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Iranian Women Warned: Abide by Dress Code or Face Death

August 15, 1991

NICOSIA, Cyprus (AP) _ Iran’s prosecutor-general warned Thursday that women failing to cover themselves from head to foot in conservative Muslim fashion could face death under religious laws.

Speaking in a phone-in program on Tehran radio, monitored in Nicosia, Abolfazl Musavi-Tabrizi said women who defied the ″hejab,″ or dress code, would be considered apostates.

Under Islamic law, he said, the penalty for apostasy was death.

Thousands of women have endured short jail sentences, public floggings or fines for defying the dress code, which also forbids them wearing makeup.

But it was the first time an Iranian official had threatened violators with death. People are rarely declared apostate in the Islamic world.

Iranian law stipulates that when in public or the company of men other than close relations, women must wear a chador - a large dark-colored robe - or a loose smock and scarf.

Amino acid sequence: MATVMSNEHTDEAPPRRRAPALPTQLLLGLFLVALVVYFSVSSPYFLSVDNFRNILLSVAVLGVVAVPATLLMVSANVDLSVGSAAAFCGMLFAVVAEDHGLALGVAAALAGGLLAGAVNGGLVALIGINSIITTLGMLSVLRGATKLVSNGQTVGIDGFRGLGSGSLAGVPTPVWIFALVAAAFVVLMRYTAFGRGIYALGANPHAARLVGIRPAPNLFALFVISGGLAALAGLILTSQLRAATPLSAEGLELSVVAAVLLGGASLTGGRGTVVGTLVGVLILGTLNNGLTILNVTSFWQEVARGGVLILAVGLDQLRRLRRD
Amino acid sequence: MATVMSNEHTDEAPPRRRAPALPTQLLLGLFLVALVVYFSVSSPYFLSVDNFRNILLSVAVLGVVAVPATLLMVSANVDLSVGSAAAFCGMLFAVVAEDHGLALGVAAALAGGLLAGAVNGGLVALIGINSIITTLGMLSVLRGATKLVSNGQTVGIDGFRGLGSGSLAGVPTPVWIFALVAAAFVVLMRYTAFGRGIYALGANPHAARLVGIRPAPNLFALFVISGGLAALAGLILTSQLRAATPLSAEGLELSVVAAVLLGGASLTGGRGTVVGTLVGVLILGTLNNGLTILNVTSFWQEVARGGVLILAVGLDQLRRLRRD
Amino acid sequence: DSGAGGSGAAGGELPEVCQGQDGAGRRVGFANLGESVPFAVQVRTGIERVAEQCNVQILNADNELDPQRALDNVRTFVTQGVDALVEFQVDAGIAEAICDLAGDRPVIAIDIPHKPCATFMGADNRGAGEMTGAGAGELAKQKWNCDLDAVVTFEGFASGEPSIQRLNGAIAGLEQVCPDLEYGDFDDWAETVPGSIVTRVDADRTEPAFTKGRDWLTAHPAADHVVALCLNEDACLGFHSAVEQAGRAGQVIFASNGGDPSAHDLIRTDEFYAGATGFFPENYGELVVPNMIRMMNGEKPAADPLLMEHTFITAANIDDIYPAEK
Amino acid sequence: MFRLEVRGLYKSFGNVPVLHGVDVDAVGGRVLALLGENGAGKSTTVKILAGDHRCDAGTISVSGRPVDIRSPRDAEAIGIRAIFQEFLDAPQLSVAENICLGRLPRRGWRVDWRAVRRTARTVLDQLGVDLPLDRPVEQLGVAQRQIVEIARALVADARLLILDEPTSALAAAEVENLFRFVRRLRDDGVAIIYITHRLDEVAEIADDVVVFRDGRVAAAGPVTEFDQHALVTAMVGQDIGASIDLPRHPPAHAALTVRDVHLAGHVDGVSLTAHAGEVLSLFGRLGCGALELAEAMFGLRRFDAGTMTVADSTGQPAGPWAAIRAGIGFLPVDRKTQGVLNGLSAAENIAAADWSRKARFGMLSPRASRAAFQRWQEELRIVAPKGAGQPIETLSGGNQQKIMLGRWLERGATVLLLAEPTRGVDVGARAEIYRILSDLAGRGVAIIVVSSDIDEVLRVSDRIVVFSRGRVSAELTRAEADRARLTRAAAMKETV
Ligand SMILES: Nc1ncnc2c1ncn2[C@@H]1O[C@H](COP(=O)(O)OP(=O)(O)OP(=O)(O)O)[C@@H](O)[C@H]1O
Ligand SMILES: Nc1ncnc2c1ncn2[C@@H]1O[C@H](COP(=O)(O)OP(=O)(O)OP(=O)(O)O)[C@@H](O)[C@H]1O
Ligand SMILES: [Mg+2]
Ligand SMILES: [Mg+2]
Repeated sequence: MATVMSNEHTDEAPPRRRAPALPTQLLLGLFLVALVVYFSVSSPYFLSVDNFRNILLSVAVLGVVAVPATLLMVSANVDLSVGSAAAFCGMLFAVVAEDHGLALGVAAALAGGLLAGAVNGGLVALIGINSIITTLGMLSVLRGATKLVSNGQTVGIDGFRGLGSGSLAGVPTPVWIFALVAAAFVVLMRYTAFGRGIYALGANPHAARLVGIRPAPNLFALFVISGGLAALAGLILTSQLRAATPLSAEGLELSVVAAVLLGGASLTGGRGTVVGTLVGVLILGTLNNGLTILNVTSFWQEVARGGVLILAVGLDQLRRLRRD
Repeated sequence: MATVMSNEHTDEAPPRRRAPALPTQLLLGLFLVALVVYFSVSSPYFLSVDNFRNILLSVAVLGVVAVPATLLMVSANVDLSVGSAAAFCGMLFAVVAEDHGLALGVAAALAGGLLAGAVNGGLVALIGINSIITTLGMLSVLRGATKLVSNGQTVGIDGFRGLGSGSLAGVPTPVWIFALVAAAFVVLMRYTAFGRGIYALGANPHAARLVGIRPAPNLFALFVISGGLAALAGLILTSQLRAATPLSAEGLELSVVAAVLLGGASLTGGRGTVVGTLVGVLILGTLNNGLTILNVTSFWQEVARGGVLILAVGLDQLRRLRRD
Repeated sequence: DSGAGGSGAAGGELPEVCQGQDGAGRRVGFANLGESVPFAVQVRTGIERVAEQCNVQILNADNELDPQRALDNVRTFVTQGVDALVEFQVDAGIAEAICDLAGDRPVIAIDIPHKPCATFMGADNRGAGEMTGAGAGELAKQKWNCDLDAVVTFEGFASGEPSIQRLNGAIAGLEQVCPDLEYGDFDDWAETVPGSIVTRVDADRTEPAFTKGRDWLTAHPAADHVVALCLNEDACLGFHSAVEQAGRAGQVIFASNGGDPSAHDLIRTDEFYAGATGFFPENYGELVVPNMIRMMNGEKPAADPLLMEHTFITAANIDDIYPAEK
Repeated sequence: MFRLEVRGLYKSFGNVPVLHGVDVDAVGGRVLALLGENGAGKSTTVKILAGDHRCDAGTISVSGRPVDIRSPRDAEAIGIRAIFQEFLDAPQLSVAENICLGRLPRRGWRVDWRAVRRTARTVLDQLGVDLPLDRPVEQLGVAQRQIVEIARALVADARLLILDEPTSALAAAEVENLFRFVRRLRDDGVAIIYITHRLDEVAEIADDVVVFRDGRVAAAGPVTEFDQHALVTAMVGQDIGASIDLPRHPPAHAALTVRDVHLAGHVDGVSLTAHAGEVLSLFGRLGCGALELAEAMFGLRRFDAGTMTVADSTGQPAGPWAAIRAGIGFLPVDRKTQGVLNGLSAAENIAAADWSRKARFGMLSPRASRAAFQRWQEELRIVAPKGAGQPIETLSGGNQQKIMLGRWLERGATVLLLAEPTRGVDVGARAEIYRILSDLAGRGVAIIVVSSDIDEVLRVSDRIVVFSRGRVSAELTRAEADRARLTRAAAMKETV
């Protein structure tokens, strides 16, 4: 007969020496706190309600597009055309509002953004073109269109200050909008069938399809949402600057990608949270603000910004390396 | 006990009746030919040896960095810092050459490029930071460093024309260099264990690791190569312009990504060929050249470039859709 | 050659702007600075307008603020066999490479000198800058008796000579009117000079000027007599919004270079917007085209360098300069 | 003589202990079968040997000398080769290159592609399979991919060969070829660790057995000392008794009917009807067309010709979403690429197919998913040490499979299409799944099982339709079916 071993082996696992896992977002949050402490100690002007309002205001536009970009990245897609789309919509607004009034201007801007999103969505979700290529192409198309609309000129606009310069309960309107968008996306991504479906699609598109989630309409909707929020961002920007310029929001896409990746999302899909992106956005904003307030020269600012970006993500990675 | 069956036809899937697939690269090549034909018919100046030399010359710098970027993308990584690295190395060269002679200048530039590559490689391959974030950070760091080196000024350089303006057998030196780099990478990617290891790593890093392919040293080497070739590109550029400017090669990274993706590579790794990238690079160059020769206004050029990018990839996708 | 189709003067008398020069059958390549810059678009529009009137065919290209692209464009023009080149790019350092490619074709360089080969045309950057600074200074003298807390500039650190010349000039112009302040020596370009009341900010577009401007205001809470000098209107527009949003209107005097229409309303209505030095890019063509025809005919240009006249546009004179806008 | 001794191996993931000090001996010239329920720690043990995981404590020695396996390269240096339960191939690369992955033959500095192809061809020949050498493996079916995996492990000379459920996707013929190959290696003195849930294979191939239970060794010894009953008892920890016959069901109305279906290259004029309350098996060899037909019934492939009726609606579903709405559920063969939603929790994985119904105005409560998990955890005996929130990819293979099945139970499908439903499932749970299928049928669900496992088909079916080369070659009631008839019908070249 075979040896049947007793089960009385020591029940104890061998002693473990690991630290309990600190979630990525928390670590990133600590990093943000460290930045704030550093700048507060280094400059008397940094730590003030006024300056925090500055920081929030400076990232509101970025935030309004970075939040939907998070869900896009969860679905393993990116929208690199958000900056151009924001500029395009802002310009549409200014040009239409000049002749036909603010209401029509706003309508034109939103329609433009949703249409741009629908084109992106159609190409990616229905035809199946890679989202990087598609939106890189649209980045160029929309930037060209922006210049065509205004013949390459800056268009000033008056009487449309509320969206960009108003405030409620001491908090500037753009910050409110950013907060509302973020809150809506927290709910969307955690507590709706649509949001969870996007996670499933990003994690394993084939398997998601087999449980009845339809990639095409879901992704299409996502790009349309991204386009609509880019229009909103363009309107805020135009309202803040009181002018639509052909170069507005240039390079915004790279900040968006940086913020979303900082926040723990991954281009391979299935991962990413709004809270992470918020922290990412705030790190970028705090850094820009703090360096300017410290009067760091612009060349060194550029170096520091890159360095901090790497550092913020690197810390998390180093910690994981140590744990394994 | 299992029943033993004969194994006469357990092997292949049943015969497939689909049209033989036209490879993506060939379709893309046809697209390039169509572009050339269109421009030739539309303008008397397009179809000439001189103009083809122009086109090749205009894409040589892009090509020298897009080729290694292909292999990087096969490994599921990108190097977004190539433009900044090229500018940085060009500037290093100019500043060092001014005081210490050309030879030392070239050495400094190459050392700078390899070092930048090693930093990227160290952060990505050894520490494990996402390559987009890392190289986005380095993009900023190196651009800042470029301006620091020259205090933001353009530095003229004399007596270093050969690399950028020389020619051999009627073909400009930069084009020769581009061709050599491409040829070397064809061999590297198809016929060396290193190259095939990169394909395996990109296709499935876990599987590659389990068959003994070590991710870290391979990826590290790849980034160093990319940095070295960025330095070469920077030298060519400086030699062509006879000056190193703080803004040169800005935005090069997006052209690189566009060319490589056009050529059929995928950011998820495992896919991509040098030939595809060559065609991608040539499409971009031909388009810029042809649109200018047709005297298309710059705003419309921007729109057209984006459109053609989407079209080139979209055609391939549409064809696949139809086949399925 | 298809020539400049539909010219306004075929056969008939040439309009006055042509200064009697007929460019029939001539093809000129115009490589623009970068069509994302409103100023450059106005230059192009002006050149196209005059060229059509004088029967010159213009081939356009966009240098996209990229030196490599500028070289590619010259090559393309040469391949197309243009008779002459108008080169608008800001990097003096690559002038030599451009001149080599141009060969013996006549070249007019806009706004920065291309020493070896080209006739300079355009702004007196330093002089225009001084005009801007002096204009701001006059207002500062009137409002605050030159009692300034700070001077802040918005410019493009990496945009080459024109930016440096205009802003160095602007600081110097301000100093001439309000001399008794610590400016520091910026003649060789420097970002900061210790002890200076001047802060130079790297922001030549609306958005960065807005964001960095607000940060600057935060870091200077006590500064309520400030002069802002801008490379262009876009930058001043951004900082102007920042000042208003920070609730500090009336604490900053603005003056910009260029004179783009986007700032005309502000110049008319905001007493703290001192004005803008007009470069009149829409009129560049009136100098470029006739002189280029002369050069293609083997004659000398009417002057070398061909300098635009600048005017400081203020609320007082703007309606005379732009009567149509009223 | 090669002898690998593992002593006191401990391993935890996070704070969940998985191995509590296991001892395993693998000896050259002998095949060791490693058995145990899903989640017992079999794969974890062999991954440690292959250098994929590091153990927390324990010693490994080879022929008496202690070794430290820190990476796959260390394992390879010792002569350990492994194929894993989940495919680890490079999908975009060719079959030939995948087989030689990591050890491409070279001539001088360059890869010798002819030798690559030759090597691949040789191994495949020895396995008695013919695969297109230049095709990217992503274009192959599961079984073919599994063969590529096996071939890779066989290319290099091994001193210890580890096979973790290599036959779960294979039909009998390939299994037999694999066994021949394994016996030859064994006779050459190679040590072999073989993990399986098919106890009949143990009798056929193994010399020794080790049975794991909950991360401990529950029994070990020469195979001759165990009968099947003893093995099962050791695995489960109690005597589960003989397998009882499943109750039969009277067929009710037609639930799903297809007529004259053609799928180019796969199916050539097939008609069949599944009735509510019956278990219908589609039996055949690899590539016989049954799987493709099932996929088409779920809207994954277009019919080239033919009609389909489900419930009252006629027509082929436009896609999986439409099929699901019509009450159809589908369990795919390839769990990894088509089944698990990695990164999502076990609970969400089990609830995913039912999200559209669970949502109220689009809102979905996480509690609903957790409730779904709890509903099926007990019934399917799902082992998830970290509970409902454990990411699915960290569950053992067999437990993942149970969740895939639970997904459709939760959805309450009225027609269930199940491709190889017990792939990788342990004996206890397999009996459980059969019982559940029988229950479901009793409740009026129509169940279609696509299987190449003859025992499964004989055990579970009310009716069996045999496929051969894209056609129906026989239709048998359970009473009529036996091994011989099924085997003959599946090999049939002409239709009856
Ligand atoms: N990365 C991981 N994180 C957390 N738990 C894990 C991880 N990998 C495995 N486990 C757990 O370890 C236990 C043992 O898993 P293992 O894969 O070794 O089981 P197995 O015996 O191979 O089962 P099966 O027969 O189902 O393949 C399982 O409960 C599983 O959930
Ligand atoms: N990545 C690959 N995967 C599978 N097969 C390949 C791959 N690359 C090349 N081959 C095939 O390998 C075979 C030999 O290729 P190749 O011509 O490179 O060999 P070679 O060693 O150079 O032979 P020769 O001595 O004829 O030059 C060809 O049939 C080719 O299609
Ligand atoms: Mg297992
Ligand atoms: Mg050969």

The issue has been an emotional one since the 1979 Islamic revolution.

Hard-liners like Musavi-Tabrizi see the hejab as a measure of the revolution’s future course and demand it be followed to the letter, to the point where even an accidental showing of hair under a scarf is punishable.

But the government of President Hashemi Rafsanjani, leader of Iran’s so- called pragmatists, is seeking gradually to liberalize society.

The government has lately grown more cautious about liberalization because it has been unable to fulfill the promises of economic improvement Rafsanjani made when he was elected in 1989.

In recent weeks, there have been outbreaks of violence, anti-government demonstrations and a spate of arson attacks in the capital and elsewhere.

In one episode last month in the central city of Isfahan, 400 people were reportedly arrested in violence that flared when security forces tried to arrest women defying the hejab, according to an Iranian exile group.

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